Patrick Smith was named head of Small Business Banking.
Smith is new to the bank and will be based in Boston, overseeing the strategic direction, product pricing and portfolio management of the Small Business Banking division, Santander stated in the announcement. He previously was executive vice president and head of commercial digital business at KeyBank.
Smith holds a B.S. from Tuskegee University, an MBA from the University of Chicago and an M.S. in Information Technology Management from the University of Virginia, according to Santander.
Giancarlo Marchesi was named head of Consumer Lending, a new role at Santander. He will join the bank Oct. 13 and be based in New York, according to today’s announcement, which states, “He will manage all aspects of consumer lending, from mortgages to auto lending, responsible for driving the growth of the businesses and their products.”
Marchesi holds a Bachelor of Arts degree in international marketing from Hofstra University and an MBA in finance from New York University, according to Santander.
Also, Jennifer Mathissen was named chief marketing officer. She is set to join the bank Nov. 2 and is coming from CVS, Santander stated in its news release. She is an expert in analytics, Santander stated, and holds a B.A. in economics from Mount Holyoke College.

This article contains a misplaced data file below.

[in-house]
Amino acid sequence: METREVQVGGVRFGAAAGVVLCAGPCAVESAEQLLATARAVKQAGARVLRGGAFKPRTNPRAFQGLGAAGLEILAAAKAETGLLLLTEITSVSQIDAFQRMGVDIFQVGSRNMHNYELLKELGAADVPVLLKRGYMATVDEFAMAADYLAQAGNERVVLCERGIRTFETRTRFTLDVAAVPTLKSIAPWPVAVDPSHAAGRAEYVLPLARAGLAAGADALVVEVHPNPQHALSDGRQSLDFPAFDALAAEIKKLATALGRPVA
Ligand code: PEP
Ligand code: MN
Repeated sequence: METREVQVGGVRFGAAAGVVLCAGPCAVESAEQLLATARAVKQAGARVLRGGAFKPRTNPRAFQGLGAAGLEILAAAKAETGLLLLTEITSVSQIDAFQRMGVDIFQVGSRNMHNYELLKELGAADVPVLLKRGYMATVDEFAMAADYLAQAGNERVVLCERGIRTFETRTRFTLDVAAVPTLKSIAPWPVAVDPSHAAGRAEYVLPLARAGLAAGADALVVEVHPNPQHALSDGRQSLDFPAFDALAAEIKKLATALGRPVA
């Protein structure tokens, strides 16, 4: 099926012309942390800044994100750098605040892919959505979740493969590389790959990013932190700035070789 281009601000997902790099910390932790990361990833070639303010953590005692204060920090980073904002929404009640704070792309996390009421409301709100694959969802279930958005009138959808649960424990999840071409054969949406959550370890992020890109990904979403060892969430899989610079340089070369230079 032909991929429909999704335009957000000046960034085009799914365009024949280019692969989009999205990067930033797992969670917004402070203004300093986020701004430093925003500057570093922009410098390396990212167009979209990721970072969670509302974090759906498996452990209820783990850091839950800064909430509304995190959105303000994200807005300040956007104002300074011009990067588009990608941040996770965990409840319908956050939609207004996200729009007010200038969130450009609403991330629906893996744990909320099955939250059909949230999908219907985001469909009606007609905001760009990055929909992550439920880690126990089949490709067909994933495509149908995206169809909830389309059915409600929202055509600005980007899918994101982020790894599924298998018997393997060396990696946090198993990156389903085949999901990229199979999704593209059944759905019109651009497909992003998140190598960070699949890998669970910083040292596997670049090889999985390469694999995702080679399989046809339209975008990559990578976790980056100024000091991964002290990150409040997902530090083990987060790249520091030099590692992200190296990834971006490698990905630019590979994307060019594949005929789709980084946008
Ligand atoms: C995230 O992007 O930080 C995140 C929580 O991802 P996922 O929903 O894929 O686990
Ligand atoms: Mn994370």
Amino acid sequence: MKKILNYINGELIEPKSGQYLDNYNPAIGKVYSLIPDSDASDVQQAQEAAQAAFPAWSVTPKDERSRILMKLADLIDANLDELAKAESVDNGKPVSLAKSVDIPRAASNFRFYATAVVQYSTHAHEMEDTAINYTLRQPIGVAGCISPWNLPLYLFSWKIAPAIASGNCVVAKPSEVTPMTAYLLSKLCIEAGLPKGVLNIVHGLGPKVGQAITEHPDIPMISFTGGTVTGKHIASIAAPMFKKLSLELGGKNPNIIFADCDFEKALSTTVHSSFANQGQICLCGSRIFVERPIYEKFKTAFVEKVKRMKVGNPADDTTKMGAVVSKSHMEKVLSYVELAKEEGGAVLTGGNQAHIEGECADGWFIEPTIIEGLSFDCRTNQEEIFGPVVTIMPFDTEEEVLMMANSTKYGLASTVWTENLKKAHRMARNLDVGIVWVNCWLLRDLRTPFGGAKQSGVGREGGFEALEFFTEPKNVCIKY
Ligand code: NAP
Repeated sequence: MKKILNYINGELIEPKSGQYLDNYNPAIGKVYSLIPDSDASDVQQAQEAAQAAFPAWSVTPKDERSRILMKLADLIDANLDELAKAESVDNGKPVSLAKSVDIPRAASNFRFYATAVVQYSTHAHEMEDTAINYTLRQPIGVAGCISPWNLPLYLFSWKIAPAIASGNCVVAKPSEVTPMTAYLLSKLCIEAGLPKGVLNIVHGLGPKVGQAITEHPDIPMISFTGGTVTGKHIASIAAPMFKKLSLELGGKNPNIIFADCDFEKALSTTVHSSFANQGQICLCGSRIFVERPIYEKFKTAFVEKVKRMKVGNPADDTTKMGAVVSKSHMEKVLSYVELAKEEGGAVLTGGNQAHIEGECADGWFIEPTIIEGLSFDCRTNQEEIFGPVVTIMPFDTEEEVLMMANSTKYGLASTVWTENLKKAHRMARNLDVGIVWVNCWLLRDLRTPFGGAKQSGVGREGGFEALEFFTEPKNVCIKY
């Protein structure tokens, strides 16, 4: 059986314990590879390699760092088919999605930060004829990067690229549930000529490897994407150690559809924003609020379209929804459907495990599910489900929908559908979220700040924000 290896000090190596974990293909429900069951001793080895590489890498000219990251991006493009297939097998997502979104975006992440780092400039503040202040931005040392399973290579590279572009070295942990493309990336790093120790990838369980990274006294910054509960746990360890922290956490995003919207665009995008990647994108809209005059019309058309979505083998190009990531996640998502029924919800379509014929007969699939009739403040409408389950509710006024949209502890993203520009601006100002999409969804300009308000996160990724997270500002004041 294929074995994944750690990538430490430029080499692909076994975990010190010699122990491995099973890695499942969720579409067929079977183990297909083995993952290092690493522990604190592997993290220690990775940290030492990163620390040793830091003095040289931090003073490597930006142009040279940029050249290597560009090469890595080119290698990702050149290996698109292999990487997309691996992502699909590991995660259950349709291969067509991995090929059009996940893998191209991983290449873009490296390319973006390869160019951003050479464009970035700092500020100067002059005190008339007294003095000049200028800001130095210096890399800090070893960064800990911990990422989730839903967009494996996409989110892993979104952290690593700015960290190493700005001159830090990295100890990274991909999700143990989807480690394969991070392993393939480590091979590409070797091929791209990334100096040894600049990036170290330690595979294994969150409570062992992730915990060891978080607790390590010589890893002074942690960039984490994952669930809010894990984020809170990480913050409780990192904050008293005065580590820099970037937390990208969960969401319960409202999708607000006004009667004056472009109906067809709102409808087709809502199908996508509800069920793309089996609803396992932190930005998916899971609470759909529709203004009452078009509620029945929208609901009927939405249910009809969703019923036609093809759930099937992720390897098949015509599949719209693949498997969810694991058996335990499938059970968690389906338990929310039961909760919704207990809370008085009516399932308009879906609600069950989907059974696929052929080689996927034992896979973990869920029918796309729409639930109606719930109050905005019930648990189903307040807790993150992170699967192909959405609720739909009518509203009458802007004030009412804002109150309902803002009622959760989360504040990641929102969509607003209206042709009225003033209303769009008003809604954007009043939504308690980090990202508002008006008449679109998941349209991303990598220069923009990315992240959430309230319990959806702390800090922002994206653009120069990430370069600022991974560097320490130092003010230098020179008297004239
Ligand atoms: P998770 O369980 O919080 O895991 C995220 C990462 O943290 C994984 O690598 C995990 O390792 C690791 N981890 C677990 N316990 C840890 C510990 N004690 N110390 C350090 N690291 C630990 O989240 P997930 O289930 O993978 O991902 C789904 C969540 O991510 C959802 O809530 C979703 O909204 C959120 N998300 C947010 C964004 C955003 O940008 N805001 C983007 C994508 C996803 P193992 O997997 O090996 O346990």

All three will report to Pierre Habis, Santander’s head of consumer and business banking, today’s news release stated.
Tim Wennes, chief executive of Santander U.S. and Santander Bank, said in a prepared statement: “Santander Bank is on a path toward growth through simplifying how we go to market and expanding our digital product offerings. These leaders will bring a wealth of knowledge and experience to Santander and their talent will be invaluable as we execute against our strategy.”
“We want to become closer to our customers, and these new leaders will help us build an operating model that matches our customer-first mindset,” he added.
Santander’s hires come as federal regulators are strongly encouraging banks to increase small loans to consumers. The regulators have let banks know they specifically would like to see more lending in communities hit especially hard by the pandemic.